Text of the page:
Labor Market Responses to Rising Health Insurance Costs: Evidence on Hours Worked
Increases in the cost of providing health insurance must have some effect on labor markets, either in lower wages, changes in the composition of employment, or both. Despite a presumption that most of this effect will be in the form of lower wages, we document in this paper a significant effect on work hours as well. Using data from the CPS and the SIPP, we show that rising health insurance costs over the 1980s increased the hours worked of those with health insurance by up to 3 percent. We argue that this occurs because health insurance is a fixed cost, and as it becomes more expensive to provide, firms face an incentive to substitute hours per worker for the number of workers employed.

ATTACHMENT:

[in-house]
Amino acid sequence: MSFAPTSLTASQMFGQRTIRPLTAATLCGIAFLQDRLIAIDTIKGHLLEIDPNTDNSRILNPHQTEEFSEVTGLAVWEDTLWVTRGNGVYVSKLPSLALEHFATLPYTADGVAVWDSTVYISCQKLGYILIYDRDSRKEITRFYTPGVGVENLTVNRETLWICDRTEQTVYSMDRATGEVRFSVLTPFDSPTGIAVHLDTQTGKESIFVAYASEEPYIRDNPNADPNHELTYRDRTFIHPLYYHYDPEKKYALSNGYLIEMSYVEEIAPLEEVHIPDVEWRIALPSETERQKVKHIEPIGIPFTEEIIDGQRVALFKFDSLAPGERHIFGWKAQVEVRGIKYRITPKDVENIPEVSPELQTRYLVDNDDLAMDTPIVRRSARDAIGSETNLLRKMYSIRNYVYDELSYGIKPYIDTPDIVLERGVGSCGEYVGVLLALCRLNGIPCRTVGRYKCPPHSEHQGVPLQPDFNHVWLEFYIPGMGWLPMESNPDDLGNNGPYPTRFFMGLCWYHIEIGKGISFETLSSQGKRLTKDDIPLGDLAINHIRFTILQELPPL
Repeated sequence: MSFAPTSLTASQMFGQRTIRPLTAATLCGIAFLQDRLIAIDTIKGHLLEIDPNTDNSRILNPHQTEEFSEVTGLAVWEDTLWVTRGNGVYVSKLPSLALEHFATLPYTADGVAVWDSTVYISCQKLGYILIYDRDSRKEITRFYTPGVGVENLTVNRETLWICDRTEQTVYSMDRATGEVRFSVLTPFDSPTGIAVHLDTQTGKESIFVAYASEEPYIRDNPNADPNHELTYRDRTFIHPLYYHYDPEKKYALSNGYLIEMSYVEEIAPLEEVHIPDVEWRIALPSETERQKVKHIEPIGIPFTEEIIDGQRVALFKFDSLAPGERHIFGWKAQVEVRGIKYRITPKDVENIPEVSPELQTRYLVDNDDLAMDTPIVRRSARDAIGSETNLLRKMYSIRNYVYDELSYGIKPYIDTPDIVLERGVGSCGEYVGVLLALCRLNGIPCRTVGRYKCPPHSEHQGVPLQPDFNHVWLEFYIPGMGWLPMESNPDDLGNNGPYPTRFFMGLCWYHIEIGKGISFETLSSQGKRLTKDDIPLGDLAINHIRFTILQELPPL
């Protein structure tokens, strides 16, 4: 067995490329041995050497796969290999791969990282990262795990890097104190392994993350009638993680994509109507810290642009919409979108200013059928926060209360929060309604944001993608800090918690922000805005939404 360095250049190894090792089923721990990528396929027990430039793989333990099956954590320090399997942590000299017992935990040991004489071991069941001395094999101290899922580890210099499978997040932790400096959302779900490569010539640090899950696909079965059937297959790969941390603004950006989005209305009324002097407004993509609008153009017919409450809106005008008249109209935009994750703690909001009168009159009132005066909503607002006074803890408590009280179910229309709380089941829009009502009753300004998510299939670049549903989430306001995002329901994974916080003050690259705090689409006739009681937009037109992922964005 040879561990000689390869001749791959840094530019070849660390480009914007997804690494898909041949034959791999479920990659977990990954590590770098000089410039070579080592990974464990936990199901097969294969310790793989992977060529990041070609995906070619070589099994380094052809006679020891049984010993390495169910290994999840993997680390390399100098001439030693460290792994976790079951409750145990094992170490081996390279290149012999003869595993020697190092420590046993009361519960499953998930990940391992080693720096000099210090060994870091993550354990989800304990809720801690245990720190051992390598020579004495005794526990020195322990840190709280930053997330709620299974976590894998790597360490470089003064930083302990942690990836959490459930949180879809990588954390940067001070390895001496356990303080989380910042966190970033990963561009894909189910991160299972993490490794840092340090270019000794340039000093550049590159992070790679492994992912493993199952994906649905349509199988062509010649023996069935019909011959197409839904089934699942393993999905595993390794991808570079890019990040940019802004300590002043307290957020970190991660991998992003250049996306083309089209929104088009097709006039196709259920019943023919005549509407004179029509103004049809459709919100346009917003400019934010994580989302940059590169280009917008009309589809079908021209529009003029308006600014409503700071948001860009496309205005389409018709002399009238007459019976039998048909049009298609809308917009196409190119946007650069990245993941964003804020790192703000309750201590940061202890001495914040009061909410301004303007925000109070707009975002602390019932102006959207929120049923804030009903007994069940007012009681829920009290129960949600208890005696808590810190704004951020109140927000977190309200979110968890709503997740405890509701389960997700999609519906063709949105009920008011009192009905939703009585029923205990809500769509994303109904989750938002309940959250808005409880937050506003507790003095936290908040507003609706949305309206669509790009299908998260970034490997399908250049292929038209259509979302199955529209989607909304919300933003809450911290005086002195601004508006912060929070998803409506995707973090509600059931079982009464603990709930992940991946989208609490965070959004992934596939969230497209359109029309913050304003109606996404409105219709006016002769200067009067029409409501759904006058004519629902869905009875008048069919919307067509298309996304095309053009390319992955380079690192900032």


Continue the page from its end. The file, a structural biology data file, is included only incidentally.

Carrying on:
|Date of creation:||Apr 1996|
|Date of revision:|
|Publication status:||published as RAND Journal of Economics, Vol. 29 (1998): 509-530.|
|Note:||AG HC PE|
|Contact details of provider:|| Postal: National Bureau of Economic Research, 1050 Massachusetts Avenue Cambridge, MA 02138, U.S.A.|
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